Working People Need Answers on Latest Trade Deal
AFL-CIO President Richard Trumka talks tough on trade deal
It seems every talking head in Washington has been in a frenzy recently, rushing to either glorify or condemn the new North American Free Trade Agreement, known as the United States Mexico Canada Agreement. But the truth is that it is still too early to pass any final judgment.
It helps to understand that for a quarter of a century, NAFTA has wreaked havoc on the lives of working people across North America. More than 850,000 jobs in the United States have been shipped overseas. Mexican workers have toiled under poverty wages and repressive conditions, while large corporations have used that labor abuse as a twisted justification to slash pay and reduce benefits in the United States and Canada.
Working people are not standing for it anymore. We have demanded a trade regime that prioritizes those who work the hardest. We have marched and mobilized to build the fairer economy and more just society that we deserve. That is how we fought and defeated the Trans Pacific Partnership. That is how we brought NAFTA back to the negotiating table.
But before anyone can pat themselves on the back, working people need clear answers. We have already suffered long enough under the broken promises of NAFTA. Too many lives have been destroyed, too many jobs have been lost, too many families have been hurt, and too many communities have been devastated by corporate written and unfairly enforced trade deals. We are not interested in shaky promises or standards that rise and fall depending on who sits in the Oval Office.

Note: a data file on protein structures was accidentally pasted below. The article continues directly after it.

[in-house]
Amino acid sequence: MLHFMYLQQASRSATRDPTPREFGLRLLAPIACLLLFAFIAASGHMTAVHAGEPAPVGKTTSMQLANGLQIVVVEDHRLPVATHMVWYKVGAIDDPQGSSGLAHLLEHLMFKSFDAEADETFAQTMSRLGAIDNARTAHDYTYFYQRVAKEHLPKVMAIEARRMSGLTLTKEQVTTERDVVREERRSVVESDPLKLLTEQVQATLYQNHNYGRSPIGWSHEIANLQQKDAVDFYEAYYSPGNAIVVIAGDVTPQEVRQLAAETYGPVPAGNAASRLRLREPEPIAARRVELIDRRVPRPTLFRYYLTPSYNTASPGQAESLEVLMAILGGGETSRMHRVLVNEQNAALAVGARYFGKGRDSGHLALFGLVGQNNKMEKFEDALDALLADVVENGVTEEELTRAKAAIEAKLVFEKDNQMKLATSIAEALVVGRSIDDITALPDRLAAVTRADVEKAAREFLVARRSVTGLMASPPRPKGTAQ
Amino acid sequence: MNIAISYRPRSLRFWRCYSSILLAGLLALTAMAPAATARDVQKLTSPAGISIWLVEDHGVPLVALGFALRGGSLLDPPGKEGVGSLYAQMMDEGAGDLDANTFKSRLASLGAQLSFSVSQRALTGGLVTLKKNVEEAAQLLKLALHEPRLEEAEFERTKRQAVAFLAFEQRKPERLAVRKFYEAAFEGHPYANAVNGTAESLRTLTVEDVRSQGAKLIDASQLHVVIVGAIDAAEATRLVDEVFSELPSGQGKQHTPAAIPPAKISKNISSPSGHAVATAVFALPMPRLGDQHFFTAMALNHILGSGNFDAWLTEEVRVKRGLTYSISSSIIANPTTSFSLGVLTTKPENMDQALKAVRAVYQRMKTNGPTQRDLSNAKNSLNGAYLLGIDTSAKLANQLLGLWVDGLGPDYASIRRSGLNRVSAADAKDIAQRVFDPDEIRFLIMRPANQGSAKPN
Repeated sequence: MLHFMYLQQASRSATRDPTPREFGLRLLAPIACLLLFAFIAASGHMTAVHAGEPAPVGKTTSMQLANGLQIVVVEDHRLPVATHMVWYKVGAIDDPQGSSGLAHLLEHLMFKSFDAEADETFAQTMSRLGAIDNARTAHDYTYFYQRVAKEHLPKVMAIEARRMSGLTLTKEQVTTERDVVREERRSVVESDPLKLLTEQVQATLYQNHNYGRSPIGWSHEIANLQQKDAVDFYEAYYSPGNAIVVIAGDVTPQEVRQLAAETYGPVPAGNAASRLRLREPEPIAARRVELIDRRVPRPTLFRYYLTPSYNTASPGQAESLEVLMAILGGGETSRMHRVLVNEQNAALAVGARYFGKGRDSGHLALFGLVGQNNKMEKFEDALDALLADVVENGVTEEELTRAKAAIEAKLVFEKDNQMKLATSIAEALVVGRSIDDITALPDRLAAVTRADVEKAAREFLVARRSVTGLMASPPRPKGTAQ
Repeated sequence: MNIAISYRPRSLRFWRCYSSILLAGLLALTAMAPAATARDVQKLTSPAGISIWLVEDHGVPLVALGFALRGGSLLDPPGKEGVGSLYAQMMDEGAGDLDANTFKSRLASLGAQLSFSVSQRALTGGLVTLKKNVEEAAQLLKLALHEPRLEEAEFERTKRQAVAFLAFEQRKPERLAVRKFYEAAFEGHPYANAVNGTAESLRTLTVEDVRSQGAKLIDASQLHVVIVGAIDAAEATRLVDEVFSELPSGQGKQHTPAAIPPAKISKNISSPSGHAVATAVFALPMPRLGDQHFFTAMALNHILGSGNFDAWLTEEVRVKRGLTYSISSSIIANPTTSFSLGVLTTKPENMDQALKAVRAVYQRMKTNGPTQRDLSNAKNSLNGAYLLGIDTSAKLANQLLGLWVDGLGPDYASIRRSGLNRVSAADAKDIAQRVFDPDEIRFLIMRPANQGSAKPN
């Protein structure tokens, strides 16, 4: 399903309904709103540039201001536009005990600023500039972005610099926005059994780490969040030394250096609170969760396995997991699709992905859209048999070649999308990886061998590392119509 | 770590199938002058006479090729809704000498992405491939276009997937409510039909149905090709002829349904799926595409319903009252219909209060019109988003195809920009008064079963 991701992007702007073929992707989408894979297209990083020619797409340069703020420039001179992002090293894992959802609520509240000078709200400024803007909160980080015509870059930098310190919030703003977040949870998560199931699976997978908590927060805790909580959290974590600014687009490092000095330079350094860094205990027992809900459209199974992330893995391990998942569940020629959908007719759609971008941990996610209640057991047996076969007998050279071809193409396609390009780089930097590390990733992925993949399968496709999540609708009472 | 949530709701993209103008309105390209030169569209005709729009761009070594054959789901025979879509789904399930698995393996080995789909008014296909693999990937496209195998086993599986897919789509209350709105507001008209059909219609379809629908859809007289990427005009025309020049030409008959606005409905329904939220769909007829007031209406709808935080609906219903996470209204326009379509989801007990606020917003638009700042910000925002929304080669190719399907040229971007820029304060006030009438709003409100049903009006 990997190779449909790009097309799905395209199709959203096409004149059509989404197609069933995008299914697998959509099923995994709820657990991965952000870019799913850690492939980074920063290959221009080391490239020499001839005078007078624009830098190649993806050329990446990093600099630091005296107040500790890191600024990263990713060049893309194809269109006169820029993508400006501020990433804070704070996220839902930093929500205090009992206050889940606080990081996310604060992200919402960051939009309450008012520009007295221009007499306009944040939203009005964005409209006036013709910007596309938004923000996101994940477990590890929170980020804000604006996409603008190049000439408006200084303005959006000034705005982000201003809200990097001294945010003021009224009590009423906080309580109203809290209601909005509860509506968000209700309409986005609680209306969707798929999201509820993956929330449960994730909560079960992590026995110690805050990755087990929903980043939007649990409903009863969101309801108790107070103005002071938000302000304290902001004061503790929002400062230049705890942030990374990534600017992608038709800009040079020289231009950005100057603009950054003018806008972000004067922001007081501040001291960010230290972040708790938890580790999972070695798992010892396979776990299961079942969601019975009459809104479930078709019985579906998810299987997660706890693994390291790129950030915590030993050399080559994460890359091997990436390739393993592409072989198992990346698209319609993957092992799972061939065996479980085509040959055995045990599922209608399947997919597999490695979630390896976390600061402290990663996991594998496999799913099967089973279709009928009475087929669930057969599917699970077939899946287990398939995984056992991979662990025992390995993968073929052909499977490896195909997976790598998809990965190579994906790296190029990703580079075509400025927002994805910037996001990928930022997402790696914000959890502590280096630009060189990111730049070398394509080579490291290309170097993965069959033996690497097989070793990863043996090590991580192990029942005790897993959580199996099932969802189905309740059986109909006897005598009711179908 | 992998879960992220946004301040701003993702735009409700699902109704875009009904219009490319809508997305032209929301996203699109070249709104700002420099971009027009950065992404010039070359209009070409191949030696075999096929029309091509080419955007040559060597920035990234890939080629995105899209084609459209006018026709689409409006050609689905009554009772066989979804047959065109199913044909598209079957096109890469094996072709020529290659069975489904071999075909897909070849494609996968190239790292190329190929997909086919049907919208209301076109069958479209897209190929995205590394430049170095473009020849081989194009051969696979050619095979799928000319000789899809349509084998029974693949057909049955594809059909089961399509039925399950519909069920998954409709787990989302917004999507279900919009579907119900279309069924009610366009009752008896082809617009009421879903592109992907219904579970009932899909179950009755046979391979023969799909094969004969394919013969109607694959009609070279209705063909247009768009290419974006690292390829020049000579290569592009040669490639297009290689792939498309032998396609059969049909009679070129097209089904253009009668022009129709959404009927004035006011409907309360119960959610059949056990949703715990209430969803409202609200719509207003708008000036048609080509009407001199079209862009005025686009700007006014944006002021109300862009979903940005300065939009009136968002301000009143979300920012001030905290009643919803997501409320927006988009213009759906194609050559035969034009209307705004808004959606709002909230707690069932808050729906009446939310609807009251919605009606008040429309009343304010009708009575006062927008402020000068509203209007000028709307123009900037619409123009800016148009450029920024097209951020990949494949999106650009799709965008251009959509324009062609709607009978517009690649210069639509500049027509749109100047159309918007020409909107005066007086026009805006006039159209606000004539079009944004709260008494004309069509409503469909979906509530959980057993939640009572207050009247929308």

To be sure, the draft agreement includes some improvements on labor protections, foreign investment, and American content standards. Yet, it is also apparent that the new NAFTA further cedes ground to corporate interests on a range of issues, from food labeling requirements and environmental protections to data privacy and affordable medicine.
There are also significant unknowns. For example, we do not know whether or how Mexico will raise labor standards. If these reforms are advanced and strictly enforced, Mexican workers will be able to join unions and negotiate for better pay, relieving some of the downward pressure on American wages. If the new NAFTA fails to secure those improvements, the entire agreement is a nonstarter for us.
Moreover, we do not know whether or how the parties will monitor and enforce the rest of the labor rules in the agreement. We also do not know how the automobile rules of origin, which are key to protecting industry jobs, will be enforced. These things matter to thousands of people. New rules are meaningless without swift and certain enforcement.
Working people are watching closely. As this trade deal is finalized, we will continue to make our voices heard. We are under no illusion that this new agreement will be perfect. Any grand promise to restore every job lost under NAFTA is as cynical as the rhetoric surrounding the original deal.
However, if negotiators can clearly demonstrate that this new agreement will change the terms of trade, by codifying the fundamental economic rights of Mexican workers and lifting up all North American workers, then it will represent an important step forward. If the new NAFTA ultimately advances the needs and rights of working families, we will fight to make it law. If, instead, it continues to sacrifice our livelihoods to enrich a few chief executives, we will fight tooth and nail to defeat it.
For now, one thing is clear. Working people have flipped the debate on trade. The fact that the national conversation is focused on fixing a bad agreement rather than passing a new one is a victory in itself. It offers real promise that future trade policies will finally put working families first.